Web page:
NEILI (Pajhwok): People with disabilities in central Daikundi province say not only their other rights are violated, but the three-percent quota of their employment in government offices has never been observed.
According to People with Disabilities Improvement Association in Daikundi, currently less than one percent of government officers in the province are physically challenged people.
A number of these differently able people talked to Pajhwok Afghan News and complained about not receiving their wages on time, lack of empowerment programs, abusive treatment at society.
Sohaila, 26, lost one of her legs after a mortar shell hit her house 12 years ago in Kajran district of Daikdundi.
She said not giving jobs disabled people in government organs and lack of empowerment programs for these people were their main challenges.
A political science graduate, Sohaila said, “I graduated two years ago, since I have been searching for a job.”
He said most of people with disabilities faced problems such as unemployment, lack of empowerment programs, social reactions and harassments from people and even from their own families.
He called economic problems and joblessness main challenges of people with disabilities and said, “Based on the law, three percent quota of employment in government offices should be dedicated to people with disabilities, but this right has never been observed in Daikundi, bodily affected people who have higher education are tired seeking jobs.”
Talib said he knew many disabled youths who had higher education but were looking for jobs and facing an unknown fate.
According to Article 22 of People with Disabilities’ and Martyr Victims’ Rights Bill, three percent of government and non-government jobs should be dedicated to people with disabilities.
Besides unemployment, people with disabilities are complaining about many other problems.
Talib said empowerment programs were only for educating uneducated persons with disabilities but the programs lacked vocational courses to help people get job after graduation.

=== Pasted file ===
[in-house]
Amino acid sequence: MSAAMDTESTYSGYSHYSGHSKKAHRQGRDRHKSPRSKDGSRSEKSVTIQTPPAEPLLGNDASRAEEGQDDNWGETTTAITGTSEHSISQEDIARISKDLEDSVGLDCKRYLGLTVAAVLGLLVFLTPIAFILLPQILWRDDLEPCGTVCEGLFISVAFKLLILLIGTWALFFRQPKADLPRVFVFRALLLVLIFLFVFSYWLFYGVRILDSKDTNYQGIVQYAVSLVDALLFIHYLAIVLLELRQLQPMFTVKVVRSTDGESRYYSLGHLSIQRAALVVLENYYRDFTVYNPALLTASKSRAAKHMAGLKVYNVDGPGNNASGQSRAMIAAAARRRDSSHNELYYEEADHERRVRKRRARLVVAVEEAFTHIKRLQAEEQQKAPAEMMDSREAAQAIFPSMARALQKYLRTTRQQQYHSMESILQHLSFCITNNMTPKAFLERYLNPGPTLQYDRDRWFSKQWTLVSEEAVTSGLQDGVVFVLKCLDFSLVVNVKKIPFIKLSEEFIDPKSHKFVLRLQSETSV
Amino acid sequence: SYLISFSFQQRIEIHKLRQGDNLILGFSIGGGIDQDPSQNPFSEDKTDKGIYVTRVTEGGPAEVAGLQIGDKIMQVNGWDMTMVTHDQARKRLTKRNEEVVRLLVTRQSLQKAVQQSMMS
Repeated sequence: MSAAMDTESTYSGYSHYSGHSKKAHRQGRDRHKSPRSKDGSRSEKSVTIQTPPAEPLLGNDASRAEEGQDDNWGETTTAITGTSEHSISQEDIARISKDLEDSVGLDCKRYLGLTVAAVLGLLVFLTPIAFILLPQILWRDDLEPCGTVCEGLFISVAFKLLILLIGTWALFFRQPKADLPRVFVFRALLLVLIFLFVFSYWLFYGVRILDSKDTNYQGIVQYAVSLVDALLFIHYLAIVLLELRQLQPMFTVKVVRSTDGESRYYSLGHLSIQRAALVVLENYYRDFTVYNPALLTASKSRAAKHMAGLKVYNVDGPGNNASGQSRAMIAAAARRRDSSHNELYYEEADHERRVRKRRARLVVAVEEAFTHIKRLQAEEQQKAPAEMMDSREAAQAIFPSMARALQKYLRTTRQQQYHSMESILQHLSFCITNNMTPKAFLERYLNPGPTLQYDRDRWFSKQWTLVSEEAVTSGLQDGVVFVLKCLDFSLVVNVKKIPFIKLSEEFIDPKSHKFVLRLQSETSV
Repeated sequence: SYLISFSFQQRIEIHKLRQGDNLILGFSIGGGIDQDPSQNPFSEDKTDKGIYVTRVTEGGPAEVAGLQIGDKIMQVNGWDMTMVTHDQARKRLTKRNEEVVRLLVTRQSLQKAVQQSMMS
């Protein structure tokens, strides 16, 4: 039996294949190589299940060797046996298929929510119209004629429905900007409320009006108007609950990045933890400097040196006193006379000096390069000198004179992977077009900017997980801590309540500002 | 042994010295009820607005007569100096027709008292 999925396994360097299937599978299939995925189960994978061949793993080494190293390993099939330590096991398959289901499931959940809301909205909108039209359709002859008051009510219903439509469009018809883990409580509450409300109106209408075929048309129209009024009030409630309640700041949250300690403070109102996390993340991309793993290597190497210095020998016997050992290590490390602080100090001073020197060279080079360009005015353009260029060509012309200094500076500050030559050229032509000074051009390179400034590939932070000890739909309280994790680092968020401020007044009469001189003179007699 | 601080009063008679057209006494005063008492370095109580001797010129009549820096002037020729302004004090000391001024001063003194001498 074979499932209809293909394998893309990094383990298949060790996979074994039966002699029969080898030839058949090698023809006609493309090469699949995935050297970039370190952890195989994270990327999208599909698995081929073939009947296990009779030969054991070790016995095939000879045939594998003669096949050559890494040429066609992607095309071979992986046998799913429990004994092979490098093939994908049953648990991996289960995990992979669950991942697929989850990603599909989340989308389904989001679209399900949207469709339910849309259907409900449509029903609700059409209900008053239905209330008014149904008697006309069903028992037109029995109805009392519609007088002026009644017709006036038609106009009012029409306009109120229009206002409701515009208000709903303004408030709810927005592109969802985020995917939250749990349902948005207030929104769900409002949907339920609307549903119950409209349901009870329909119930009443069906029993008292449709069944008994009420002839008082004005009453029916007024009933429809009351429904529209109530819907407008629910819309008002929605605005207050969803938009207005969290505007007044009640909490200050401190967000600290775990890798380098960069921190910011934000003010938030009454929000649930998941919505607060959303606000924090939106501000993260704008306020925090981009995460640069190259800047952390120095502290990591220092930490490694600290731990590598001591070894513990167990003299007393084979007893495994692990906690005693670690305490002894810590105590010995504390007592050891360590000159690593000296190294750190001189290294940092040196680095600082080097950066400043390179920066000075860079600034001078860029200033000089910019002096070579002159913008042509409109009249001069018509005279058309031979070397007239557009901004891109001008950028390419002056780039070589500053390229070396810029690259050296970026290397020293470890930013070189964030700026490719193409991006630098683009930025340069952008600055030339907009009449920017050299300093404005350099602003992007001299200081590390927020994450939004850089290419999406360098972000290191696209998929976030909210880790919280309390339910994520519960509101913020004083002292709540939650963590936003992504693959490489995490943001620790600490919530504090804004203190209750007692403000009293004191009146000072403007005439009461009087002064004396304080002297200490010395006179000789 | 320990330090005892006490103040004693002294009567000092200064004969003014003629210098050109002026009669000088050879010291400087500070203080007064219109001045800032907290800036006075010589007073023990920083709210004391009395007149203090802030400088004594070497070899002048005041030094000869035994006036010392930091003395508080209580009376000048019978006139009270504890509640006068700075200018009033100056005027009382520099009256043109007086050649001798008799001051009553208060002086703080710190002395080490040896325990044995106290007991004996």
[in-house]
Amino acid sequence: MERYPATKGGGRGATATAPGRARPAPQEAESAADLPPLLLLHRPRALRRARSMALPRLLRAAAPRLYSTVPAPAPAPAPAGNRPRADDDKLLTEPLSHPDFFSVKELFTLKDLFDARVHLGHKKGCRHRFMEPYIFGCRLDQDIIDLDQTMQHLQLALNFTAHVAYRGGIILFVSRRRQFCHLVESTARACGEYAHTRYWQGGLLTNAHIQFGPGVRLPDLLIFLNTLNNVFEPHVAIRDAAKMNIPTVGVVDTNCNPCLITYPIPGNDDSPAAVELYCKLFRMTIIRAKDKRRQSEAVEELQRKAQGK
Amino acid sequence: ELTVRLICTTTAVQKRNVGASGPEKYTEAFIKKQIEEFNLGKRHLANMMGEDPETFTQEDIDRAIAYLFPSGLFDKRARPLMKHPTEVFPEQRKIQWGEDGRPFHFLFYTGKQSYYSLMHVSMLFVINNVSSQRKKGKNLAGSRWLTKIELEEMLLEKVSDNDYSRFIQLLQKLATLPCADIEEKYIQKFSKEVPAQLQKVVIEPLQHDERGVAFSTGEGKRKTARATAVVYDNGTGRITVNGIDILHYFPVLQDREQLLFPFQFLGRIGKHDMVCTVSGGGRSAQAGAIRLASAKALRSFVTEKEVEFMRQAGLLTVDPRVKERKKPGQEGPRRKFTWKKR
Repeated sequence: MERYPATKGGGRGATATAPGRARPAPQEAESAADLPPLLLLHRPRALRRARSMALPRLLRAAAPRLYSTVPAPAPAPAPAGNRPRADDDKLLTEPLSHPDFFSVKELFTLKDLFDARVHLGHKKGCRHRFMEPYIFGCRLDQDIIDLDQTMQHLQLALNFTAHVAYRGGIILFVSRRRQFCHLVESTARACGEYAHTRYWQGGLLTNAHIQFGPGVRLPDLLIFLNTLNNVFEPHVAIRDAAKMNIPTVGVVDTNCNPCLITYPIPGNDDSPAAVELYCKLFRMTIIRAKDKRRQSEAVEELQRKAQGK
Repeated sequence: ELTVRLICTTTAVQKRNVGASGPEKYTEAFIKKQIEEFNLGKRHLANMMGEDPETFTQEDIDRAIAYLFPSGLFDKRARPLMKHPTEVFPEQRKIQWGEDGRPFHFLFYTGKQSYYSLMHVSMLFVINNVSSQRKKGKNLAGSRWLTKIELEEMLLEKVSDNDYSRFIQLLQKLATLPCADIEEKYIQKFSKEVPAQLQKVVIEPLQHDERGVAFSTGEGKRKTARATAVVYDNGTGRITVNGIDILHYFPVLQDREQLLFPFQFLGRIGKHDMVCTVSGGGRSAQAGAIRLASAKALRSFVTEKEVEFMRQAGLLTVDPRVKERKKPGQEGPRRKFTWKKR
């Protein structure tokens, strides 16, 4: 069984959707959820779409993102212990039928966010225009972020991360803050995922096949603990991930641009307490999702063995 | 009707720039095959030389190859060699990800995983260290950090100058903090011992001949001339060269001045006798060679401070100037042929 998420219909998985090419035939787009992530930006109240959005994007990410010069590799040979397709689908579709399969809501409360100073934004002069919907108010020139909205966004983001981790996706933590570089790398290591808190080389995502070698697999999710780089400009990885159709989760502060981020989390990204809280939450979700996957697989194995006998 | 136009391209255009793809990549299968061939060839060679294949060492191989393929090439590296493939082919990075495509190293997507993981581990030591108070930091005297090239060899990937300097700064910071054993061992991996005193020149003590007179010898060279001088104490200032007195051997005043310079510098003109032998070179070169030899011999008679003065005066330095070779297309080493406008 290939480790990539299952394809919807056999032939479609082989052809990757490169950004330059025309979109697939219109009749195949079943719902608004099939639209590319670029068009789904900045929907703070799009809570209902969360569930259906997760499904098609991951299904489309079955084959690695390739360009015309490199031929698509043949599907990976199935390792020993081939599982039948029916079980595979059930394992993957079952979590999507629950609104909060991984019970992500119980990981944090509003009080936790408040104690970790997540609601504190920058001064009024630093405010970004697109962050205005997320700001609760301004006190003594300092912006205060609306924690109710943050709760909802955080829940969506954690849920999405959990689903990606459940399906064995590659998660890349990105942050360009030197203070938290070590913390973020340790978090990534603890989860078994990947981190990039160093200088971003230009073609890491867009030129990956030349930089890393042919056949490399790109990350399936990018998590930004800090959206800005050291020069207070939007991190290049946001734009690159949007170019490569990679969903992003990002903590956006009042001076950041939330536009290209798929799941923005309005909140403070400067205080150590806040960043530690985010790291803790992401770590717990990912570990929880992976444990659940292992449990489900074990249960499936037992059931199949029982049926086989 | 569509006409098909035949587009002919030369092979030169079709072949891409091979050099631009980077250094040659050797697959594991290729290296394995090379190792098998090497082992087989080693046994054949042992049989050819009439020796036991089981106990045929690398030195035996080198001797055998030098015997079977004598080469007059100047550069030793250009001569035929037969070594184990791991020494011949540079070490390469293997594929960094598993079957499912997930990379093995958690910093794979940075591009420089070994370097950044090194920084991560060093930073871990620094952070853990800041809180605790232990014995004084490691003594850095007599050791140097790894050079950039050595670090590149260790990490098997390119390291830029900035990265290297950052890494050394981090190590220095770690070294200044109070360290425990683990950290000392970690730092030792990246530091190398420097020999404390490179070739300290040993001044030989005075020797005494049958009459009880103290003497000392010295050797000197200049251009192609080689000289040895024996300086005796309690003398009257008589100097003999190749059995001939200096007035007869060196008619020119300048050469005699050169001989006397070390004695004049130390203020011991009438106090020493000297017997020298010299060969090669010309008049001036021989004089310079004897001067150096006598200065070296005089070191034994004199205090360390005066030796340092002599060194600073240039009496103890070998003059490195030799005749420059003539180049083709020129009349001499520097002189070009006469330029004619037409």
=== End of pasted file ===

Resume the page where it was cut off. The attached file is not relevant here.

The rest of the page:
“Another problem for us is abusive behavior in families and society, this is a very serious problem that hurts us all,” he said.
“Some people call us lame, disabled, deaf and dumb instead of taking our names, some of us stay unmarried the whole life,” he said.
Sayed Talib is not alone suffering from these problems, a number other people with disabilities also carry a huge burden of difficulties in their life.
Abbas, 30, lost one of his upper limbs in a rocket attack 10 years ago and now his children and wife are looked after by his brothers.
He ran a bakery before hit by the bomb. “A human who was self-sufficient is now in need of his family, how his life will look like, I am a needy person now,” he said.
About latency in his grants, he said, “I had not received my grants since two years.”
He said the grants of people with disabilities were according to their disability type.
Abbas said he received 8,000 afghanis a year in grants and it helped his children buy notebooks and pens.
He asked the People with Disabilities and Martyrs Department of Daikundi to pay the grants of the affected people.
These handicapped people asked the government to pay attention to improving their livelihood condition and give them their employment quota and provide them with education and housing facilities.
They also asked people and societies to respect handicapped people as normal persons and avoid calling them with abusive words.
Mohammad Danish, head of People with Disabilities Empowerment Association, said, “We are in contact with people with disabilities, they have many problems.”
He also complained about non-payment of grants on time, low employment in government offices, lack of empowerment programs for the disables.
Meanwhile, Sakina Haidari, Daikundi governor’s spokesman, about low employment of people with disabilities, said, “We accept that the article 22 has been violated and currently less than one percent of these people are employed in government offices, but the real problem is that most of handicapped people are uneducated.”
She said they would try to employ people with disabilities in government offices based on their qualification and ability.
Hussain Haidari, acting director of Daikundi People with Disabilities and Martyrs Department, said that there were more than 6,000 handicapped people in the province.
He said grants of 50 percent of these people had been paid as the rest of grants were yet to reach the department.
Haidari said grants of some of handicapped people remained unpaid for several years due to unknown reasons and officials in Kabul also did not provide clarification in this regard.